May 30, 2005

Hollywood's Politics:

My cover story in The American Conservative's new June 20th edition (now available to electronic subscribers) explains the convoluted and sometimes surprising politics of the movie industry. Here's an excerpt:

Keep in mind that Hollywood's relationship with the outside world is tenuous. It's a self-absorbed community and its politics are for show, serving functions within the industry that aren't always obvious to outsiders. Today's liberal monoculture is in large part an outgrowth of the compromise resolution to the ancient struggle between studio executives and screenwriters that culminated in the endlessly discussed but little understood blacklist of Marxists in the 1950s.

One of the blacklist's main roots has disappeared down the memory hole because it doesn't the burnish the heroic image created to flatter the Communist victims.

A 1919 theatre strike won the playwrights of the Dramatists Guild the right to retain copyright in their works. To this day, dramatists own their plays and merely license them to producers. Further, they have the right to approve or reject the cast, director, and any proposed changes in the dialogue. Contractually, a playwright is a rugged individualist, an Ayn Rand hero.

With the introduction of the talkies in 1927, Hollywood began importing trainloads of New York dramatists. Salaries were generous and the climate superb, but the dramatists found the collaborative nature of moviemaking frustrating, even demeaning. Screenwriters were employees in a vast factory, which owned their creations. The studios could, and generally would, have other hired hacks radically rewrite each script, all under the intrusive supervision of some mogul's half-literate brother-in-law.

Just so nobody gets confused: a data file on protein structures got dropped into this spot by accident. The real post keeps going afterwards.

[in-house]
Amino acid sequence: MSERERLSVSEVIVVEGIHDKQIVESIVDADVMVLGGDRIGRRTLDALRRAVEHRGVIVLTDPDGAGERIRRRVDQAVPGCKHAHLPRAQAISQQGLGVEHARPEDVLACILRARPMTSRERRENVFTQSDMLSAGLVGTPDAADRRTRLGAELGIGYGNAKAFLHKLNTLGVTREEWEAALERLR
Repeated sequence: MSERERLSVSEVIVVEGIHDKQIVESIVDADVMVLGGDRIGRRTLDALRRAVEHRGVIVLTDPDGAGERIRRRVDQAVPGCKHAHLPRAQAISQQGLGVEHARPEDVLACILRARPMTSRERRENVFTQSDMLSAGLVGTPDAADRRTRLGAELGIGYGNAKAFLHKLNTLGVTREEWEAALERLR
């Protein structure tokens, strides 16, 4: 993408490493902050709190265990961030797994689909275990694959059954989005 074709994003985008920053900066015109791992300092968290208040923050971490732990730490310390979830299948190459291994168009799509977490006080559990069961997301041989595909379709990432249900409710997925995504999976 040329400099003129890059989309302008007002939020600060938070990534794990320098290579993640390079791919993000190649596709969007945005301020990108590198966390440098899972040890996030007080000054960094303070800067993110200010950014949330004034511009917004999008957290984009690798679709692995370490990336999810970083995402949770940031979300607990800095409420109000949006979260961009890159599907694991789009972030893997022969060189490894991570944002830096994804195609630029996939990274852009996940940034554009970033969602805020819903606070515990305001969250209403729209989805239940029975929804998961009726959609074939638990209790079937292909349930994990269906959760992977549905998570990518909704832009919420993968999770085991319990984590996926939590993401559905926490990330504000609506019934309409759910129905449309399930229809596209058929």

In the 1930s, Hollywood's Communist Party, under the command of its charismatic commissar, screenwriter John Howard Lawson, improbably but enthusiastically championed the intellectual property rights of script-writers. The ink-stained wretches thought the Marxist concept of "alienation" described their plight. They felt just like the once psychologically fulfilled hand-craftsmen forced into becoming dispossessed factory drones who cannot recognize their creativity in their employer's output.

Insanely ironic as it seems now, many screenwriters became Communists because they despised the movie business' need for cooperation. How turning command of the entire economy over to a dictatorship would restore the unfettered joys of individual craftsmanship was a little fuzzy, but, hey, if you couldn't trust Stalin, whom could you trust?

The possibility of studios blacklisting writers first surfaced in the 1930s when the moguls' cartel turned aside the leftist screenwriters' push to align themselves with the Dramatists League by threatening to fire union supporters. "It wouldn't be a blacklist because it would all be done over the telephone," Jack Warner explained.

Decades later, after the formal Blacklist era, this labor-management conflict was eventually resolved by a tacit compromise. The blacklisted writers were elevated in the collective memory to the role of martyrs. Their leftism (but not their Stalinism, which was conveniently forgotten) was enshrined as the appropriate ideology of all respectable movie folk.

In return, the producers damn well hung on to their property rights in screenplays.

My published articles are archived at -- Steve Sailer

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